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The Economic History of European Jews : Late Antiquity and Early Middle Ages

By: Toch, Michael.
Material type: TextTextSeries: eBooks on Demand.Études sur le Judaïsme Médiéval: Publisher: Leiden : BRILL, 2012Description: 1 online resource (383 p.).ISBN: 9789004235397.Subject(s): Germany -- Ethnic relations | Jews -- Germany -- Economic conditions | Jews -- Germany -- History -- 1096-1800 | Peasants -- Germany -- HistoryGenre/Form: Electronic books.Additional physical formats: Print version:: The Economic History of European Jews : Late Antiquity and Early Middle AgesDDC classification: 330.9401089924 | 943/.004924 Online resources: Click here to view this ebook.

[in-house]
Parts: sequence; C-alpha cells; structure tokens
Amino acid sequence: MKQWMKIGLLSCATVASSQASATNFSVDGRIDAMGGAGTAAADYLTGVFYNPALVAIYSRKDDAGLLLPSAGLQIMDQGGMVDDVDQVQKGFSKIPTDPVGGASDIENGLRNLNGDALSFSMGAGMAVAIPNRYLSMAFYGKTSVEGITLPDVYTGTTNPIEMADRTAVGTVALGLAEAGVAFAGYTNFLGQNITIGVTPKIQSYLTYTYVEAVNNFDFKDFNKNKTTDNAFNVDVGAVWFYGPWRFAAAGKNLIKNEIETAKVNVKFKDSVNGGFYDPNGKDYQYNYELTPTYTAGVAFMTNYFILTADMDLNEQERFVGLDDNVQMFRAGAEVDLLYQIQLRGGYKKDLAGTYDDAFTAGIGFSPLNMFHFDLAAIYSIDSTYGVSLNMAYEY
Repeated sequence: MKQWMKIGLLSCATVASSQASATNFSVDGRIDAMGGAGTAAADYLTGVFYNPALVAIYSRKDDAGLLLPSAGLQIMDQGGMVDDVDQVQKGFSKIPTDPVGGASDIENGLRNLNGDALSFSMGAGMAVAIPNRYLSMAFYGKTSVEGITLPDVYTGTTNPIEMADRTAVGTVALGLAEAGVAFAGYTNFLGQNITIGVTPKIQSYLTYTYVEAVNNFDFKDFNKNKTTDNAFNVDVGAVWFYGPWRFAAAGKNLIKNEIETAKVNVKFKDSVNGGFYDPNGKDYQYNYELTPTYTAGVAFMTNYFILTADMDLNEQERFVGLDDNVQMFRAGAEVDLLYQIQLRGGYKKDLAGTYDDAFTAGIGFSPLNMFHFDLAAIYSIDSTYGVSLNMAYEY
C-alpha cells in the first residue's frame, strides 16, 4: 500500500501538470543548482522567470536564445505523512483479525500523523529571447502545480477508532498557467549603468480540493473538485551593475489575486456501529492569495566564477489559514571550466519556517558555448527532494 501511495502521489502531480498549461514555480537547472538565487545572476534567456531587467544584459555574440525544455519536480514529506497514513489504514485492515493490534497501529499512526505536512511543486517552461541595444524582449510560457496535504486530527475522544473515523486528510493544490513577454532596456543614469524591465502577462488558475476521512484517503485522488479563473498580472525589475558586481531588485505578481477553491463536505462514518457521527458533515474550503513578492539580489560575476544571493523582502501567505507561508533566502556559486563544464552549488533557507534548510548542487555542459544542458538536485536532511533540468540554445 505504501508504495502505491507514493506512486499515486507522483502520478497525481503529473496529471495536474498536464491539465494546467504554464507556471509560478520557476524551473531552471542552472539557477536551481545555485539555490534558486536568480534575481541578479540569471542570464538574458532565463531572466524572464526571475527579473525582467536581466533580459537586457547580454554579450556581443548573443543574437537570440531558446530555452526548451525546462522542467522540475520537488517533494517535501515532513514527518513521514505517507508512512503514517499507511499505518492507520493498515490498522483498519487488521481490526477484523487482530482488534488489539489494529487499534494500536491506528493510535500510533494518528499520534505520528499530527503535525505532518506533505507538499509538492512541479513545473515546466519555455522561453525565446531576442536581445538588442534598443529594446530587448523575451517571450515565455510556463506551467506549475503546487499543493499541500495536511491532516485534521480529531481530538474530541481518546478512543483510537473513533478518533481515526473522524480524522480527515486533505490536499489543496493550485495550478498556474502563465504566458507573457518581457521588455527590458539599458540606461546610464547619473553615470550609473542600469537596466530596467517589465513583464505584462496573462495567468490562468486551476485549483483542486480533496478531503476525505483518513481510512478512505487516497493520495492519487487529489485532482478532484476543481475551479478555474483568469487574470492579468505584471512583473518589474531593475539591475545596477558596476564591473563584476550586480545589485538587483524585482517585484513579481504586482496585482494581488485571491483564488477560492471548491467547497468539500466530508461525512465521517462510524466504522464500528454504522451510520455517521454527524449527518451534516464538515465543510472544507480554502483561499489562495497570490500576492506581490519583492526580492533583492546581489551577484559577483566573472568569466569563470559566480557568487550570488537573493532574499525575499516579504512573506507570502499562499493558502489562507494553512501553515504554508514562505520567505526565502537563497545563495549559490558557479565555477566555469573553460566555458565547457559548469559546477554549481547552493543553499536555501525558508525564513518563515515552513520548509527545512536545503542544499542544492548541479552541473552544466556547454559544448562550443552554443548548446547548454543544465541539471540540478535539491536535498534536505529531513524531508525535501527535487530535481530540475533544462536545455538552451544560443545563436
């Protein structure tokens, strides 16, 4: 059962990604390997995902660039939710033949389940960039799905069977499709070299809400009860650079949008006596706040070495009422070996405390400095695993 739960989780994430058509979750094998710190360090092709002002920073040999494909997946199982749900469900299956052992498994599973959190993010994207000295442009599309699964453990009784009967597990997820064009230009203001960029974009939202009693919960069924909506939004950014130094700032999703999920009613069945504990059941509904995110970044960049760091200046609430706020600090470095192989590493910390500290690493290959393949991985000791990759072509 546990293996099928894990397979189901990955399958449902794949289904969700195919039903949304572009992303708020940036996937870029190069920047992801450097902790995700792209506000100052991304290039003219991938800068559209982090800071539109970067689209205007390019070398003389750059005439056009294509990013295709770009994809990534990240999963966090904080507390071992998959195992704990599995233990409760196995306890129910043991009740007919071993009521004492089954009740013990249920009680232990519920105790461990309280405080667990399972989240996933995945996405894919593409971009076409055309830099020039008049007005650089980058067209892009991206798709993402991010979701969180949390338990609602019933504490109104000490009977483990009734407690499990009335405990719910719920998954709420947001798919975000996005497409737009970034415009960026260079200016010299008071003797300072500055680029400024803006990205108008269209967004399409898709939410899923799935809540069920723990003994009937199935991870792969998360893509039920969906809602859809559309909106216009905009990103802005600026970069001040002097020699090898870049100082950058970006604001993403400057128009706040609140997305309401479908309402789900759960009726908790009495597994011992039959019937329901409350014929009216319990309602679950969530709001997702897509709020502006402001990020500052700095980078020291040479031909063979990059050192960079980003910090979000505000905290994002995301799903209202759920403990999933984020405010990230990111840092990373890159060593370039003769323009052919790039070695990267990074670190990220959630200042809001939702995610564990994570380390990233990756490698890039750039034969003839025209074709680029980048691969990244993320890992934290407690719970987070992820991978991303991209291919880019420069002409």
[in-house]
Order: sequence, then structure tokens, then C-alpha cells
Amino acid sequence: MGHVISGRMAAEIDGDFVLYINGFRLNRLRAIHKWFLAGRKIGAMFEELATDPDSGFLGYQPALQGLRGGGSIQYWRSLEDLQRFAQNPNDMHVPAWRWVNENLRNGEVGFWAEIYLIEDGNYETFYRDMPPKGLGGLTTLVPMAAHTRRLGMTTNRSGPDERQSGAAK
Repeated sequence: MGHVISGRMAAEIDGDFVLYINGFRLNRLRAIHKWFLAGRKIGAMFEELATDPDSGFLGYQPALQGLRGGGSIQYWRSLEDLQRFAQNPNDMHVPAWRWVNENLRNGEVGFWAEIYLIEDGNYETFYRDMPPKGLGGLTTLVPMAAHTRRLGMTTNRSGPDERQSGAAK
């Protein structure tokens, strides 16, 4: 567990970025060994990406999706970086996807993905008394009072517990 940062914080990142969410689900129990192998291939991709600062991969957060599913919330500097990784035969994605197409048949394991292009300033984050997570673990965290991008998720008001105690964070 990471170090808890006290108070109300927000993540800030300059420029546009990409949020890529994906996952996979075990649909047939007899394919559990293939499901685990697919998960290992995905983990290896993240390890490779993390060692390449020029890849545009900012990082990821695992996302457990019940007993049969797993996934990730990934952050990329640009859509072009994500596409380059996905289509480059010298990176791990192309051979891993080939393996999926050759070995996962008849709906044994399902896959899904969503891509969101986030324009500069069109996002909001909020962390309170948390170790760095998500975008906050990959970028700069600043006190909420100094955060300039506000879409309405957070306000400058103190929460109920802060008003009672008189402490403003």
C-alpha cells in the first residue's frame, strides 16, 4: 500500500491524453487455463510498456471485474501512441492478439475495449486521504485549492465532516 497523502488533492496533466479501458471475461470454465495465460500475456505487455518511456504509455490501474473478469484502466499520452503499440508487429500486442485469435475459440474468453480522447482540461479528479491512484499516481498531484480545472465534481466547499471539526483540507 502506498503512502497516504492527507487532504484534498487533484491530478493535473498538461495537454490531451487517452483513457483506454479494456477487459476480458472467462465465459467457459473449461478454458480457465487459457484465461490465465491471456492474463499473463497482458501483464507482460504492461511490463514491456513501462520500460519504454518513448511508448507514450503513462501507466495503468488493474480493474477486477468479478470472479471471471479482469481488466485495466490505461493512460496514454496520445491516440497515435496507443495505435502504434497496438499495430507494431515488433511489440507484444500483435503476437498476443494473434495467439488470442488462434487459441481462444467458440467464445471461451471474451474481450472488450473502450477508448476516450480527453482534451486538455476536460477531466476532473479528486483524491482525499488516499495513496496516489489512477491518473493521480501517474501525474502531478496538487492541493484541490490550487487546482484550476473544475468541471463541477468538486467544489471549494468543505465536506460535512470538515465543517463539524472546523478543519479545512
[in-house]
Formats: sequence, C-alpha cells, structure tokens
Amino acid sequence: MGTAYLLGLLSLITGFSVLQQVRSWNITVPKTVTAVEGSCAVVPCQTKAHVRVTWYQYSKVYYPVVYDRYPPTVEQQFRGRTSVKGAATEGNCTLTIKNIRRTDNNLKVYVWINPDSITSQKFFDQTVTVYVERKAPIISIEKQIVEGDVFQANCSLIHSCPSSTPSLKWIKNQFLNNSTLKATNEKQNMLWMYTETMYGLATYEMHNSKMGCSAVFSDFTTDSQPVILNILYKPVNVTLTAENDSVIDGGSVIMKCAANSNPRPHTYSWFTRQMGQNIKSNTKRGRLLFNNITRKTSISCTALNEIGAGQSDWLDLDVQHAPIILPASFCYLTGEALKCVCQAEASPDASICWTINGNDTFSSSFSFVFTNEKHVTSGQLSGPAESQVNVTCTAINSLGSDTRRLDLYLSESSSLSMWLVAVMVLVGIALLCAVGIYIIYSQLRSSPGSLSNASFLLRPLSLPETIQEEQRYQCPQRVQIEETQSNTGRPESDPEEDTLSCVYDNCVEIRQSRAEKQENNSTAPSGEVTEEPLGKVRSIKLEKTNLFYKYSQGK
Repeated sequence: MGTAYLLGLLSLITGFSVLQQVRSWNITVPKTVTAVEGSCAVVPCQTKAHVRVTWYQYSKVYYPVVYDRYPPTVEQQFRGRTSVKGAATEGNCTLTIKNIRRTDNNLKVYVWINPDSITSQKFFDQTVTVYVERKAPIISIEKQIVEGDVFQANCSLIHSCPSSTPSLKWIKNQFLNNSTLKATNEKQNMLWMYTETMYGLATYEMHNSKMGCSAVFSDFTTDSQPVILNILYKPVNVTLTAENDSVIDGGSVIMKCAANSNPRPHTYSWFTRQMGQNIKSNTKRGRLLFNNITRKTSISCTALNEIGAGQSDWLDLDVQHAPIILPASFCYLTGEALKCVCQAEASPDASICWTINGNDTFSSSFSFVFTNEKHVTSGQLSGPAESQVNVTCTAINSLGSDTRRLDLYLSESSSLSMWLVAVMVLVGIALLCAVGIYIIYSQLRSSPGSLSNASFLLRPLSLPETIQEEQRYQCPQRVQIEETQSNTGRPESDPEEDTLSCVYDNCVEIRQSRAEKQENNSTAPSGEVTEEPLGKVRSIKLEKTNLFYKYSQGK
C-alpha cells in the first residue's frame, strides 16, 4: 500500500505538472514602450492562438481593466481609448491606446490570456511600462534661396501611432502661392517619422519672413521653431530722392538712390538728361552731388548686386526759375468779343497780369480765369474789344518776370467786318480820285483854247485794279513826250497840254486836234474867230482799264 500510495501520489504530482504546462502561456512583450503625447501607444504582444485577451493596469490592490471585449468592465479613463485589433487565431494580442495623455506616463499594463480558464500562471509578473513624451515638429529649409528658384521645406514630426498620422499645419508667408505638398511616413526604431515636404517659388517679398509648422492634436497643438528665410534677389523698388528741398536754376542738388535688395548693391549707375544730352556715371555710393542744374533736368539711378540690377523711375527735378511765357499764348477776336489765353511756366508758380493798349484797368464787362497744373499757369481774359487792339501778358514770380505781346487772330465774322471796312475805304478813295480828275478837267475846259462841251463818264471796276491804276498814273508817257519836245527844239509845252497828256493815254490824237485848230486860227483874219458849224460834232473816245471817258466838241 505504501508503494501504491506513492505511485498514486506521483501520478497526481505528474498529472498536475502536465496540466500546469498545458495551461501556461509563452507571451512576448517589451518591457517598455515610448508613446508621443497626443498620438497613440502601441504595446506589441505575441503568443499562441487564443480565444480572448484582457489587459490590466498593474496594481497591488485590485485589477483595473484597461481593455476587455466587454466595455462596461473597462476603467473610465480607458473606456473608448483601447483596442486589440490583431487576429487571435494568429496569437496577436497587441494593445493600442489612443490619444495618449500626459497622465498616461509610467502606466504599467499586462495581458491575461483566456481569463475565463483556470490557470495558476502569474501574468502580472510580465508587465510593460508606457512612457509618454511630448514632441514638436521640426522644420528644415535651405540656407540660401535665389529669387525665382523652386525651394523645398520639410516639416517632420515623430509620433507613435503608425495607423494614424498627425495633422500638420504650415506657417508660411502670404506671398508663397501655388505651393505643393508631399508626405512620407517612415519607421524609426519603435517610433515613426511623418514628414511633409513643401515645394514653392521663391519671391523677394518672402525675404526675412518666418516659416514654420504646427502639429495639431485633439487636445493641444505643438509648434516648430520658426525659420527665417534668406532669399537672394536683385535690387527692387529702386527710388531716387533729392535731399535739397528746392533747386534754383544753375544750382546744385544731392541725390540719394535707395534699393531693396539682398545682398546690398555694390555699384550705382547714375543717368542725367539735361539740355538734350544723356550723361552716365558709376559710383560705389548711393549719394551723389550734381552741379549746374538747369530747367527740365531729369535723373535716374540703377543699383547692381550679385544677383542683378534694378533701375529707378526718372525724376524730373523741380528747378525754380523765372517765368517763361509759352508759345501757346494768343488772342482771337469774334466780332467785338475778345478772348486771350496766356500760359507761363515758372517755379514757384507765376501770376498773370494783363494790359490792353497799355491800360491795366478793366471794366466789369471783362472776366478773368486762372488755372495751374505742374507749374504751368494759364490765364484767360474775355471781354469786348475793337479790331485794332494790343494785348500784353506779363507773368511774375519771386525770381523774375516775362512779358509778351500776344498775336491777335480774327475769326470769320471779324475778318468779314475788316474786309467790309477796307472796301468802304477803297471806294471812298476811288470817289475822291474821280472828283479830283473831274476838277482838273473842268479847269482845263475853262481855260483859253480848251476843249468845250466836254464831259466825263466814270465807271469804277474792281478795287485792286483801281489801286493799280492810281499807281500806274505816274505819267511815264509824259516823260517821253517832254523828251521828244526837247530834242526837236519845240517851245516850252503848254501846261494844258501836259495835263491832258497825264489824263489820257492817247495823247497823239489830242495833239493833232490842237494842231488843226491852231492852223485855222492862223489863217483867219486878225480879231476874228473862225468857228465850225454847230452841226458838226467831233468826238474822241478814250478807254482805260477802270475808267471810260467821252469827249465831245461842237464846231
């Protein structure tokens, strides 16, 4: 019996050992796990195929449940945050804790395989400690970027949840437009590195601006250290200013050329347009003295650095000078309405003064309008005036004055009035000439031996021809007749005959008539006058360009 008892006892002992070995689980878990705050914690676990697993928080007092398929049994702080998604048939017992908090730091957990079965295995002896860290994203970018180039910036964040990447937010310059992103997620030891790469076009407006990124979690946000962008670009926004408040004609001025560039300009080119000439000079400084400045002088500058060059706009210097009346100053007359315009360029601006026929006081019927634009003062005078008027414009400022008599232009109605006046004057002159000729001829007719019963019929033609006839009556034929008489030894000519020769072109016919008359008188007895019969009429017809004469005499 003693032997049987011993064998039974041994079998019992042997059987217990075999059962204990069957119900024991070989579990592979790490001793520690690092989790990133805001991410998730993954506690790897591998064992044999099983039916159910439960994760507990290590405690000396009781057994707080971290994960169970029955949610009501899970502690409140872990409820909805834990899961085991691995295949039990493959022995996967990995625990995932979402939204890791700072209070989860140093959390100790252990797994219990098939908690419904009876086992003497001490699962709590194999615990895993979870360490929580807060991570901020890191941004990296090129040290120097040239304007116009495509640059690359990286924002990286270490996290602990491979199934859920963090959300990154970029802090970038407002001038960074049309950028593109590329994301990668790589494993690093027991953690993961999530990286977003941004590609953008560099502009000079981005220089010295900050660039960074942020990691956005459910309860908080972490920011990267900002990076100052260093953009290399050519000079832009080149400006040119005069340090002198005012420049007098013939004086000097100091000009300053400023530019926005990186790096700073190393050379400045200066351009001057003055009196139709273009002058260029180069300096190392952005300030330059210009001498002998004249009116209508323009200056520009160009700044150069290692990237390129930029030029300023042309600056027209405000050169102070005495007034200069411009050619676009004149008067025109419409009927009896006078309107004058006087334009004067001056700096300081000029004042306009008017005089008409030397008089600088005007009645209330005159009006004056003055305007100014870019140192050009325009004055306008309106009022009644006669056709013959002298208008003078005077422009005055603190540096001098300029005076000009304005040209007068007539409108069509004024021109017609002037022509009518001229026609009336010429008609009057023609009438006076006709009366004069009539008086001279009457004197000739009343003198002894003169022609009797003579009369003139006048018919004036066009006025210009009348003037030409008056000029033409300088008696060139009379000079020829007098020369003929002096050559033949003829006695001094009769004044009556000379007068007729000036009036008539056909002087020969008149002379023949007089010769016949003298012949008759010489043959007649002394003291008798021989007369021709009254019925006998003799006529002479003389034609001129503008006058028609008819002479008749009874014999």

Contents:
Contents; Preface; Introduction; Part One Stocktaking: Regional Populations and Livelihoods; Chapter One Byzantium; People and Communities; Economic Pursuits; Chapter Two Italy; People and Communities; Economic Pursuits; Chapter Three Gaul, the Lands of the Franks, France and Germany; People and Communities; Economic Pursuits; Late Antiquity and the Merovingian Period; From the Carolingian Period to the 11th Century; Agriculture and Landholding; Commerce; Credit and Monetary Transactions; Officials and Entrepreneurs; Chapter Four The Iberian Peninsula; People and Communities
Economic PursuitsLate Antiquity and Visigothic Period; From the 8th to the 11th Century; Landholding and Agriculture; Commerce; Credit and Monetary Transactions; Entrepreneurs, Craftsmen, and Officials; Chapter Five Eastern Europe; People and Places; Economic Pursuits; Part Two Economic Functions and Significance; Chapter Six Jews, Commerce, and Money; Slave Traders?; A Monopoly of Intercontinental Traders?; The Lure of the Orient: Radhanites and Genizah Traders; Re-dimensioning Jewish Trade: Local and Regional Contacts; Credit and Money; Currency, Minting, and Officials